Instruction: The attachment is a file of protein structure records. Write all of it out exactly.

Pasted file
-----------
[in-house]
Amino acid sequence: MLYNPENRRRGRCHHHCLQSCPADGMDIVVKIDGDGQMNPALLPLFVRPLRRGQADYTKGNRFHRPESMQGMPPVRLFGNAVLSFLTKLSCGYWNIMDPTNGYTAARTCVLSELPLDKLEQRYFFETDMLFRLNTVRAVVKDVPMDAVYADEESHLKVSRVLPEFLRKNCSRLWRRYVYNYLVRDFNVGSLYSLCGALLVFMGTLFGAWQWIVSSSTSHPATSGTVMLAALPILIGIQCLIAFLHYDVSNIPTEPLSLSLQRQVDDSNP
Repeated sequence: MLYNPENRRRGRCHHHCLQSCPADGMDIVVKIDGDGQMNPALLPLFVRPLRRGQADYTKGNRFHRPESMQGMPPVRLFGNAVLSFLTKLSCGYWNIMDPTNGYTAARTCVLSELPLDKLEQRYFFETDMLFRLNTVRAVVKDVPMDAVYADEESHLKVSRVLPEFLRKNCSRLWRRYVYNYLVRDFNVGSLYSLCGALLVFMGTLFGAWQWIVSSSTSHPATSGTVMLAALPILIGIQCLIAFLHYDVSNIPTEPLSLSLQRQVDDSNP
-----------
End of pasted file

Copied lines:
[in-house]
Amino acid sequence: MLYNPENRRRGRCHHHCLQSCPADGMDIVVKIDGDGQMNPALLPLFVRPLRRGQADYTKGNRFHRPESMQGMPPVRLFGNAVLSFLTKLSCGYWNIMDPTNGYTAARTCVLSELPLDKLEQRYFFETDMLFRLNTVRAVVKDVPMDAVYADEESHLKVSRVLPEFLRKNCSRLWRRYVYNYLVRDFNVGSLYSLCGALLVFMGTLFGAWQWIVSSSTSHPATSGTVMLAALPILIGIQCLIAFLHYDVSNIPTEPLSLSLQRQVDDSNP
Repeated sequence: MLYNPENRRRGRCHHHCLQSCPADGMDIVVKIDGDGQMNPALLPLFVRPLRRGQADYTKGNRFHRPESMQGMPPVRLFGNAVLSFLTKLSCGYWNIMDPTNGYTAARTCVLSELPLDKLEQRYFFETDMLFRLNTVRAVVKDVPMDAVYADEESHLKVSRVLPEFLRKNCSRLWRRYVYNYLVRDFNVGSLYSLCGALLVFMGTLFGAWQWIVSSSTSHPATSGTVMLAALPILIGIQCLIAFLHYDVSNIPTEPLSLSLQRQVDDSNP